4. I agree with the article. As to the comments about being in a poverty situation and other hardships life can bring, i grew up in very meager surroundings. My mother raised 4 children on very little money and sometimes even getting enough to eat was impossible. Somehow, i didn’t let those circumstances define me. I don’t quit or give up. I may have taken a few moments and sank into hopelessness for a moment but my spirit does not allow me to stay in that mind set. I wish I knew a way to help everyone see that life is a series of challenges and how we navigate through them makes all the difference in our happiness within.

  5. Hey there. I like this.

    But I see some problems with it. You are looking at habits of happy people without looking at their origins. For instance, someone who grows up in or finds themselves in an environment of abundance and love and not fear, poverty or criticism, is likely to be happier and less fearful, have more trust and less doubt, and understand how to be more realistic, rather than living in an unbalanced fantasy land, etc.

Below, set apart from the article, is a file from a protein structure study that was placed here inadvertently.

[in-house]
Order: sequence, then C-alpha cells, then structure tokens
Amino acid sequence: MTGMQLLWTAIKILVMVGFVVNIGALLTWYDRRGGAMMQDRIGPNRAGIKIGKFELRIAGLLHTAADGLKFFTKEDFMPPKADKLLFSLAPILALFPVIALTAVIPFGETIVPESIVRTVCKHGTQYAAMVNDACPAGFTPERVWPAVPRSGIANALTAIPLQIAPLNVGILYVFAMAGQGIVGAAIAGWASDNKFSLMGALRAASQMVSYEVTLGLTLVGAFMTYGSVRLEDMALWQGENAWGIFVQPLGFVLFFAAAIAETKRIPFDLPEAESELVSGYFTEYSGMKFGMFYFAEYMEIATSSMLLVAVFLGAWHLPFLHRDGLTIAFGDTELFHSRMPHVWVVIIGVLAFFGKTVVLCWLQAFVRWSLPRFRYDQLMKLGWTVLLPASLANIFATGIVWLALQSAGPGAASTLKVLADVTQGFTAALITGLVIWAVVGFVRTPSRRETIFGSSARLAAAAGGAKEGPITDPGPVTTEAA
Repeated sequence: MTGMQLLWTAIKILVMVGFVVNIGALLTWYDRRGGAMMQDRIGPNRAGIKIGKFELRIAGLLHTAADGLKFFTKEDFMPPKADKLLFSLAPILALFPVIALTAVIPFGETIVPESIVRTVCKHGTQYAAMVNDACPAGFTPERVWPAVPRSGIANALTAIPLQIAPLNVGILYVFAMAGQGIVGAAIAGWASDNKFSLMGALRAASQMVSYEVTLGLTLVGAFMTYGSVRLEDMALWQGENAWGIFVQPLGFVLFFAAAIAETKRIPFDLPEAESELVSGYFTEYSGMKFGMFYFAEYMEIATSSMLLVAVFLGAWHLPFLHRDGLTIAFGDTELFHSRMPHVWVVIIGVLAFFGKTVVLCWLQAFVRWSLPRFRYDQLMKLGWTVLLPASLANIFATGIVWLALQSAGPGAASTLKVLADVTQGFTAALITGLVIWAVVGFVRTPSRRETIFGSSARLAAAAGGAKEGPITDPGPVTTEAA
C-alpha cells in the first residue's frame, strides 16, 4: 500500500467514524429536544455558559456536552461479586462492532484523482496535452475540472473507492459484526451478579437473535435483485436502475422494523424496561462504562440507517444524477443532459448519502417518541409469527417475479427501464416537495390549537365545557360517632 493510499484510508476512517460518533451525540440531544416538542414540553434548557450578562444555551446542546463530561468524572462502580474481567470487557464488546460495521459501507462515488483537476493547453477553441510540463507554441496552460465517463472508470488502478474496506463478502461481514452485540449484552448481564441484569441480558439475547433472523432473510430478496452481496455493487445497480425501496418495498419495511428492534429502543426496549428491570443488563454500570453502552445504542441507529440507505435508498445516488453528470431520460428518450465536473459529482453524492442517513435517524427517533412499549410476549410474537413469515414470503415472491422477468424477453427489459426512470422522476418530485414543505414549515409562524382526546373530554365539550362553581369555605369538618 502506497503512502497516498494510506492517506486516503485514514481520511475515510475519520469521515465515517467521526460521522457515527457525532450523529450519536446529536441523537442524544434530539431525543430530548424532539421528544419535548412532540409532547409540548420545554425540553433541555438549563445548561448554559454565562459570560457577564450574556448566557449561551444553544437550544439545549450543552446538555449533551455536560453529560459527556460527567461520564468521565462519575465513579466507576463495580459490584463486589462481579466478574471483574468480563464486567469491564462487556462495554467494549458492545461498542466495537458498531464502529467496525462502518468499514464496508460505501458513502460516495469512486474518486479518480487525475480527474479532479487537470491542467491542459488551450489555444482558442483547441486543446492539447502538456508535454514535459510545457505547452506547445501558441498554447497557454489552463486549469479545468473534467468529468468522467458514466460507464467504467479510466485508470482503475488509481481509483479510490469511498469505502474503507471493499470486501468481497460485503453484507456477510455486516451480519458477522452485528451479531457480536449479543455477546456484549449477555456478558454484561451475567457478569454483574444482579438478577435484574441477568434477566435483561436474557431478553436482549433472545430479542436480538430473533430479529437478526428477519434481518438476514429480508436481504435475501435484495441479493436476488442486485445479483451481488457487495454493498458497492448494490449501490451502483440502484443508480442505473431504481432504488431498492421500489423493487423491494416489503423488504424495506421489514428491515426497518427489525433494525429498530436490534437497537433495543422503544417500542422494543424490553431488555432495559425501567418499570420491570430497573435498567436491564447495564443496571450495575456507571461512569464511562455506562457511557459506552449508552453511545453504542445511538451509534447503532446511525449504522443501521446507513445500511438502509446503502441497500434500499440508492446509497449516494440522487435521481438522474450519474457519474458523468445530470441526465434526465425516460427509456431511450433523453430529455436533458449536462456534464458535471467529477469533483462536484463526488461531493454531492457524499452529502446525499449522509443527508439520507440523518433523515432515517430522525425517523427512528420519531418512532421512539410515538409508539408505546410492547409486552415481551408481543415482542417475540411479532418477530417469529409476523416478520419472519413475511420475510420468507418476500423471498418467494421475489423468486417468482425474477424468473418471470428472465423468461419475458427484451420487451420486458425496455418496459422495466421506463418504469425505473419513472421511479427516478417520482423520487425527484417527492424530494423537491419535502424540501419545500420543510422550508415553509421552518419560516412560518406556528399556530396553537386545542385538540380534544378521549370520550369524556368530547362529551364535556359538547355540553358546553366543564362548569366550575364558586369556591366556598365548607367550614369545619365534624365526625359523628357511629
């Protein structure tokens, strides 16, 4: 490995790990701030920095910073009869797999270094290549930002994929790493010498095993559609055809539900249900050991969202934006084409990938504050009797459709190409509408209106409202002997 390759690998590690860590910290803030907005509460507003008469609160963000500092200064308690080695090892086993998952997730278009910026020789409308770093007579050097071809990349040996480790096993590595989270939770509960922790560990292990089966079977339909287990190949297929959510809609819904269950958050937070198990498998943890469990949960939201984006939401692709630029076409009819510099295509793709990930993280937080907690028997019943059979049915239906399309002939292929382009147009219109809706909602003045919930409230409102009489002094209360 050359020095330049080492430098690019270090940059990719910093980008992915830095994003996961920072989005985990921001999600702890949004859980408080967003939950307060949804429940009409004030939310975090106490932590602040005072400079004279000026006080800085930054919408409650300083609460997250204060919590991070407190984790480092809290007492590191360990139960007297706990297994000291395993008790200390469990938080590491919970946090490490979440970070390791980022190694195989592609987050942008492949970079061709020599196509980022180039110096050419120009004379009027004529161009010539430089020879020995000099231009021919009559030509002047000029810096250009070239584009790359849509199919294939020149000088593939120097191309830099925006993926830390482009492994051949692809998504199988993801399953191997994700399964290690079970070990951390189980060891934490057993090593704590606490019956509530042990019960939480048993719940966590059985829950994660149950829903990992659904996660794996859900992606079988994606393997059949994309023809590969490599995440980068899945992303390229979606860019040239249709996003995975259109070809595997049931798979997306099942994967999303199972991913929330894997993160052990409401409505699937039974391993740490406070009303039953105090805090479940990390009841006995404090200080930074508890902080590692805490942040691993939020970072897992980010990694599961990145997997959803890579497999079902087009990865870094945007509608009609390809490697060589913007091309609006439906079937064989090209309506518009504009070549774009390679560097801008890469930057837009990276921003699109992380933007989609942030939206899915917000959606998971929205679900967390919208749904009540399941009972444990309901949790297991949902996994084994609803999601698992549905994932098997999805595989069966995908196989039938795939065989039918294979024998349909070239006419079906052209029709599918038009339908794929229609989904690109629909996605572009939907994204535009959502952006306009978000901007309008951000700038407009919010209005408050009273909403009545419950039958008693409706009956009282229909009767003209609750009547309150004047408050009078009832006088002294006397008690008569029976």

So it feels like you are putting the cart before the horse by saying that these are, alone, causes of happiness and not partly symptoms of luck and abundance in a person’s life.

    I agree that people who use the above skills tend to overcome difficulties better, but I also feel like these types of skill lists can be used to judge people who, for instance, are experiencing poverty and not abundance, or who are feeling fearful or unhappy or miserable.

    Everyone has reasons for being the way they are. Balance is found by understanding your own journey, and being positive, but also honest, and allowing yourself to have the shitty days.

    Nobody is tough and beautiful all the times. Sometimes we’re all weak and ugly and we need to accept and love that in ourselves and others too!!!